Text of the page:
These and other objects and advantages of the invention will become more apparent from the following detailed description when taken in conjunction with the accompanying drawings.
FIG. 1 is a fragmentary top plan view of a packaging machine equipped with a new and improved sealing mechanism incorporating the unique features of the present invention.
FIG. 2 is a fragmentary side elevational view of the machine shown in FIG. 1. FIG. 3 is an enlarged top plan view of part of the sealing mechanism with certain parts being broken away and shown in section.
FIG. 4 is an elevational view as taken along the line 4--4 of FIG. 3.
FIG. 5 is a fragmentary cross-section taken substantially along the line of 5--5 of FIG. 3.
FIGS. 6 and 7 are view similar to FIG. 5 but show the parts in successively moved positions.
FIG. 8 is an enlarged fragmentary cross-section taken substantially along the line 8--8 of FIG. 3.
FIGS. 9, 10 and 11 are views similar to FIG. 8 but show the parts in successively moved positions.
FIGS. 12 and 13 are cross-sectional views showing two successive positions of the sealing bars of each sealing head.
FIG. 14 is a perspective view showing the relationship between the sealing bars and a pouch.
FIG. 15 is an exploded perspective view of certain parts of one of the sealing heads.
FIG. 16 is an elevational view as taken substantially along the line 16--16 of FIG. 15.
As shown in the drawings for purposes of illustration, the invention is embodied in a mechanism 20 which forms part of a continuous motion packaging machine and which serves to close and seal the tops of pouches 21 (FIG. 2) after the latter have been filled by the machine. Each pouch comprises a pair of opposed side panels made of flexible thermoplastic material and joined along their sides and bottoms by heat seals. In this particular instance, the pouches are filled with a food product such as, for example, a mixture of meat chunks and sauce.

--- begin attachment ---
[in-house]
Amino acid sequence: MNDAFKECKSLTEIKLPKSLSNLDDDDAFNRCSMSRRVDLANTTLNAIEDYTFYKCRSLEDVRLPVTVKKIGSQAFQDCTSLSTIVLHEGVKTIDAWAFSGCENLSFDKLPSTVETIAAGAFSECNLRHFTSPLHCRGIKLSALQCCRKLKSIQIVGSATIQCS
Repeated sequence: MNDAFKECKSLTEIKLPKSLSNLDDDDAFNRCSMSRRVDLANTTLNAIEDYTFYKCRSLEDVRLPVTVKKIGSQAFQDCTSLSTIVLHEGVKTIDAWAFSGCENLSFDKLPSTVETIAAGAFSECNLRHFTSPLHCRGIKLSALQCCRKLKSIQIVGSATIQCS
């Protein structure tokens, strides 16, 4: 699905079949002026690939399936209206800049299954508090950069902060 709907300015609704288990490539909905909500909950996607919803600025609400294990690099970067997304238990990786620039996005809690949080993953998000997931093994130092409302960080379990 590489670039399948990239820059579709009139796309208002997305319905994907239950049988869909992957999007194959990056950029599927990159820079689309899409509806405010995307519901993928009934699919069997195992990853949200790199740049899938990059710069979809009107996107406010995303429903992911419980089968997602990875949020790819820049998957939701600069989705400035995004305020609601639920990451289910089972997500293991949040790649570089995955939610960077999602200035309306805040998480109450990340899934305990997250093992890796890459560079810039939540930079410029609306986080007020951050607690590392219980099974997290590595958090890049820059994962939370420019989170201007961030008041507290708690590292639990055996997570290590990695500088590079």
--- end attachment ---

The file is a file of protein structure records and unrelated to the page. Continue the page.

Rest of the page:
Each filled pouch 21 is held in an upright position by a pair of clamps 22 (FIGS. 2 and 14) which grip the edge margins of the pouch near the top thereof. Each pair of clamps forms part of a carrier 24 which is attached to two vertically spaced chains 25 adapted to be advanced from left-to-right (FIG. 1) with high speed continuous motion and adapted to be guided by sprockets 26 and 27 during such advance. The two clamps of each carrier are adapted to be moved toward one another to cause the pouch to open widely prior to and during filling (see the three leftmost pouches in FIG. 1) and then are adapted to be moved away from one another to close the pouch and stretch the top thereof before the top is sealed. Clamps which move toward and away from one another to open and close pouches are disclosed in Lense et al U.S. Pat. No. 3,568,402. Also, the specific carriers 24 of the present machine are disclosed in Russell et al United States application Ser. No. 119,221 filed Feb. 7, 1980, now U.S. Pat. No. 4,263,768, entitled Pouch Carrier and assigned to the assignee of the present invention. The details of the carriers do not form part of the present invention and thus further description of the carriers is not necessary to enable an understanding to be gained of the sealing mechanism 20.